I am way behind on writing about Raja Ampat. However, now I have the benefit of perspective. In my notes from this week I am still amazed by the big species and crazy colors, and my energy still has the excited novice edge. In hindsight I can now say that we saw more sharks at Batu Rufas than we did anywhere else and had also reached the pinnacle of the colorful plankton-feeding, current-loving, somewhat stationary stuff like crinoids, fans, ascidians, tunicates and sponges.
Batu Rufas is near Piaynemo in the northern Pam Islands, the most remote that we got in Raja Ampat. It is a good deal west of our last stop, Yenros Homestay on Gam. Along the way we stopped at the very western tip of Gam to snorkel at Citrus Ridge.
By the end of our time in Raja Ampat, I estimate we had 70-80 snorkel sessions. Citrus Ridge was in the top 10 — not just because of the fantastic hard coral garden but also because of the clear water and sunny weather. At Citrus Ridge we had some dense schools of fish
and noticed the common blue-green chromis for the first time.
Batu Rufas is a ridge of rock that almost encloses a lagoon where the bungalows for tourists are located. The entrance to the lagoon is not visible on the right side of this photo, taken from the viewpoint on the south summit of the island.
Here you can see the entrance to the lagoon,
and here’s the view looking the other direction from the viewpoint.
Batu Rufas is kind of pretty,
but one of Raja Ampat’s instagram stops is nearby Piaynemo.
Batu Rufas is the long low skinny island in the top right of this photo.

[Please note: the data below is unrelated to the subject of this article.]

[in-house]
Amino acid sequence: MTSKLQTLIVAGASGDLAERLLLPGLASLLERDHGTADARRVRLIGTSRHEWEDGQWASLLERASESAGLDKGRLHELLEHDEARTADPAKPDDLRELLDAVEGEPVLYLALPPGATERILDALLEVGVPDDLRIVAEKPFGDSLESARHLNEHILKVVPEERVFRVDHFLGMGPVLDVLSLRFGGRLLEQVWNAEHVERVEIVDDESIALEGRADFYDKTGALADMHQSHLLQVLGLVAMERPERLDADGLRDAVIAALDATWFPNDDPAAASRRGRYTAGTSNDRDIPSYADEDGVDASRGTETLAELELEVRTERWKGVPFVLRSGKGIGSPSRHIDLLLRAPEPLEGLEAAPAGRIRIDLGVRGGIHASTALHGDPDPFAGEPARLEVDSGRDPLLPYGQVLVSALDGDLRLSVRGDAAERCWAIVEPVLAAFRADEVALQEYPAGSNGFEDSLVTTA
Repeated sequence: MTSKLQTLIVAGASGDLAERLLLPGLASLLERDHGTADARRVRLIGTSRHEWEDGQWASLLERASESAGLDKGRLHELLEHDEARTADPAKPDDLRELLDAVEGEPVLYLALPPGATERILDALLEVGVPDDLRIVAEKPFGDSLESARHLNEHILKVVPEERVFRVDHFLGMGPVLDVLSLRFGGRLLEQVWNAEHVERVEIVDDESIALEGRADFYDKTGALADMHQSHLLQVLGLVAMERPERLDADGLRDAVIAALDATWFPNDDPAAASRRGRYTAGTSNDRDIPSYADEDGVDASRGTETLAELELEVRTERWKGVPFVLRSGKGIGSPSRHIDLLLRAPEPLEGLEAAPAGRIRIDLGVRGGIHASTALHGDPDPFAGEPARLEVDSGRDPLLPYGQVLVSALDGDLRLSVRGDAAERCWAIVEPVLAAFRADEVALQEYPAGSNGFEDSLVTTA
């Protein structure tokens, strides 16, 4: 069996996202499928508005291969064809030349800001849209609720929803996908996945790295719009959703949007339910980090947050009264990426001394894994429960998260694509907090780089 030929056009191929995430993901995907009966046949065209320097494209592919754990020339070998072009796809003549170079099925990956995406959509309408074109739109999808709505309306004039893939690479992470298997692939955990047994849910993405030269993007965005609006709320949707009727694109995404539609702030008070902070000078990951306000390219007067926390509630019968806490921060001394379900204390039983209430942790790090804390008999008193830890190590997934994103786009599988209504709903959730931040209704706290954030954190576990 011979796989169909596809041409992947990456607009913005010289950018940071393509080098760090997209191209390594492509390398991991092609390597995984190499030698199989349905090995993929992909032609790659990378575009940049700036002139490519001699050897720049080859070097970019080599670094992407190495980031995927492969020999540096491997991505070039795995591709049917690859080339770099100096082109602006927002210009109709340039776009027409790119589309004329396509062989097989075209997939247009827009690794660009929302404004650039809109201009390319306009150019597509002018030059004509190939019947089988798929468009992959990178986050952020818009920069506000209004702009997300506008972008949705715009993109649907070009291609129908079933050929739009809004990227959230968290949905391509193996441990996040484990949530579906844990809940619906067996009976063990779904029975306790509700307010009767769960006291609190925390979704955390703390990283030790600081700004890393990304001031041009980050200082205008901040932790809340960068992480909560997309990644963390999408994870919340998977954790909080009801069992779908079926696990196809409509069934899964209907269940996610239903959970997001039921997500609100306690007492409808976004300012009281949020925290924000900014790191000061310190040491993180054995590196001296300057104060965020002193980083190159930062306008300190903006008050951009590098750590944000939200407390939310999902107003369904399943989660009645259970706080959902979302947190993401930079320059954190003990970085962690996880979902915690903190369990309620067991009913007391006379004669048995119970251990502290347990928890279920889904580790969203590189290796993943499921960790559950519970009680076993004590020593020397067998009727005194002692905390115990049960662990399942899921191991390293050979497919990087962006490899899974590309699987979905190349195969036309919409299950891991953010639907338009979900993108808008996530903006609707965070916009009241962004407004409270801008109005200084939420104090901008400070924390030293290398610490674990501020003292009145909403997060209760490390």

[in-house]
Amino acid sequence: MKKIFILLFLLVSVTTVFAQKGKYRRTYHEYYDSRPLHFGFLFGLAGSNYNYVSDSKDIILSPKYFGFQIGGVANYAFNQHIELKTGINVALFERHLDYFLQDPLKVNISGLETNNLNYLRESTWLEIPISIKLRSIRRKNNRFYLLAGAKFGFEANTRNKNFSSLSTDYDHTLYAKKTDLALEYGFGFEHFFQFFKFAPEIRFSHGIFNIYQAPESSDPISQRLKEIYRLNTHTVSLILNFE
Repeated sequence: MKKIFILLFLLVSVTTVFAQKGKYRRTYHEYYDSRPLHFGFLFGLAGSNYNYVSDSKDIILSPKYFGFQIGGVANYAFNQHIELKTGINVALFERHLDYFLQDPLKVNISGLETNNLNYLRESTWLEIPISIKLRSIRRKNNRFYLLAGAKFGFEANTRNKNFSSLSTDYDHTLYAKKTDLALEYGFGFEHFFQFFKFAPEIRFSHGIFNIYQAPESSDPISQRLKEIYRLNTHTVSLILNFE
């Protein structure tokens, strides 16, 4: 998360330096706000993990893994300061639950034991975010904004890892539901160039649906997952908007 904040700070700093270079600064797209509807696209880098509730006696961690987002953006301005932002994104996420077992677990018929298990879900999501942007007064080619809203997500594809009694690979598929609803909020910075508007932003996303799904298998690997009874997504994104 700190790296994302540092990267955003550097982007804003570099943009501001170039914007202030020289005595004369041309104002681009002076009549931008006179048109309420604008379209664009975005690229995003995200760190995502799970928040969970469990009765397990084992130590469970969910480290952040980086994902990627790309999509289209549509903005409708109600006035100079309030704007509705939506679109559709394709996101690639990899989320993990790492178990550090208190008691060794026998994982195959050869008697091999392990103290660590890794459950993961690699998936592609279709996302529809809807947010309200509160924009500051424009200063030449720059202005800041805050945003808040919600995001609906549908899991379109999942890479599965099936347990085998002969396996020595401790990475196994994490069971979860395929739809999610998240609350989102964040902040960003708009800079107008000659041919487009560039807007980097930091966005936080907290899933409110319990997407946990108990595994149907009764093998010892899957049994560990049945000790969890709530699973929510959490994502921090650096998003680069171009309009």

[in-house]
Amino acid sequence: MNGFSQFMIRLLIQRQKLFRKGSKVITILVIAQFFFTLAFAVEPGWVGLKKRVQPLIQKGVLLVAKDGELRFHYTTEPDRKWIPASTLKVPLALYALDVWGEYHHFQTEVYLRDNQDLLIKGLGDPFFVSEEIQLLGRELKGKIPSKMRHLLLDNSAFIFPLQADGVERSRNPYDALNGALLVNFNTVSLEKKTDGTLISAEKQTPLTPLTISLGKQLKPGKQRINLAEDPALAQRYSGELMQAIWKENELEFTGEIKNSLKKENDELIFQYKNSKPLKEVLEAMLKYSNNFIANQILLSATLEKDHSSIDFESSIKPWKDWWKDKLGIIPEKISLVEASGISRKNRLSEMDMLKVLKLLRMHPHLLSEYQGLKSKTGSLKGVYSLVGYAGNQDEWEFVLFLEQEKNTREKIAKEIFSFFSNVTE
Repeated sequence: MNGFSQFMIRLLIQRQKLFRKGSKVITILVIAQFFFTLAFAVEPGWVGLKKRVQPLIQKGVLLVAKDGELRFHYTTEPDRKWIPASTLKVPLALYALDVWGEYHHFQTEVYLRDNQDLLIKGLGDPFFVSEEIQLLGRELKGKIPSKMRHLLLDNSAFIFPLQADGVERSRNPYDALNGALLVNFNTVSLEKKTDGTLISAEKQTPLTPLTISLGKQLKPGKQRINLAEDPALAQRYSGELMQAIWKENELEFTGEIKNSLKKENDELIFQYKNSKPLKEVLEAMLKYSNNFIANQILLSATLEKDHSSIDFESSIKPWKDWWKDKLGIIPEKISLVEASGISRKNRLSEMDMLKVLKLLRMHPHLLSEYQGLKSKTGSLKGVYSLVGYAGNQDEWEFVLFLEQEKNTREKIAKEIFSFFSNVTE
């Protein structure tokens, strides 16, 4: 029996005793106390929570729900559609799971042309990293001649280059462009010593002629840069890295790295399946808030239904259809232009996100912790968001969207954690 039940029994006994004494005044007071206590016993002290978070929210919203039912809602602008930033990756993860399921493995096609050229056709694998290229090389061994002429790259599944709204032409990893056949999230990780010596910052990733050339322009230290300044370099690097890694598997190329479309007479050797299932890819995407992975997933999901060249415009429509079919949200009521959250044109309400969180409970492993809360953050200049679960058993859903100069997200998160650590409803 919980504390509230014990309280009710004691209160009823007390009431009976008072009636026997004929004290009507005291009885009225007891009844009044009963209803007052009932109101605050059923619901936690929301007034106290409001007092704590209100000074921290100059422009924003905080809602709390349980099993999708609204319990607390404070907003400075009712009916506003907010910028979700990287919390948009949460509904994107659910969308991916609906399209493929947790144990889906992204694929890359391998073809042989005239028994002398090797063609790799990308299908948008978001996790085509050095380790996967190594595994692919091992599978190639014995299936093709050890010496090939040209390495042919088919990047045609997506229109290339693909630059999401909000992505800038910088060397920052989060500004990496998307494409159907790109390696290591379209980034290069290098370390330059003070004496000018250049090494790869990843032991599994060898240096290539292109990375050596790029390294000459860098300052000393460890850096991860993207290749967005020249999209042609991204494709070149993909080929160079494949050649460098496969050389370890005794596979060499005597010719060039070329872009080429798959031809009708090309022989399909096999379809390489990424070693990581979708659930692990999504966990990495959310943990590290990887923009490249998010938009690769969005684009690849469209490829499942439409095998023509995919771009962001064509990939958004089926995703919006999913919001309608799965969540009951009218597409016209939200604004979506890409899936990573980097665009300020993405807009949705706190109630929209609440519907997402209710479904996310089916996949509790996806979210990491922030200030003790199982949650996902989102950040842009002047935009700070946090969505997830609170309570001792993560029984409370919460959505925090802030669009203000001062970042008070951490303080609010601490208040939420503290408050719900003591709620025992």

But like I said last time, don’t come to Raja Ampat for the views. The action is under water. At our balcony in Batu Rufas we never got tired of watching baby sharks swimming under our toes. Dense schools of small fish in the lagoon would casually make way for the sharks. Parrotfish, however, would attack the small fish, causing a bit of panic and a lot splashing in the water.
I think I saw adult black tip reef sharks every time I went in the water, up to seven at once and multiple times more than 10 during a single snorkeling session. Here’s the best photo I have.
Other notable sightings were schools of squid the size of the tip of a ball point pen and a beat up turtle missing one flipper (shark attack?) feeding on (dead?) coral.
Fam Wall is a highly recommended nearby excursion.
That was probably our favorite wall snorkel of the trip.
Sticking with superlatives I’d say the best jetty of the trip was the one at Pam (aka Faam) Village. This is where the weekly (?) ferries come in from Sorong. There are about 30 large round concrete pillars on this 40 year old (?) structure.
The first stone fish Ferda found was this one:
We ended up finding four stonefish at Pam Jetty. I think there’s a stonefish here as well:
That was an unusual snorkeling experience, and then we got to walk through the village.
Most of the snorkeling that we did during our week at Batu Rufas was around Batu Rufas itself, of course. Here’s a bit of what we saw there.
Thanks for the great week on Rufas.
Esti was always smiling and put together good meals in her basic kitchen.
If you go, beware that it’s hot at night. The protected lagoon gets no breeze.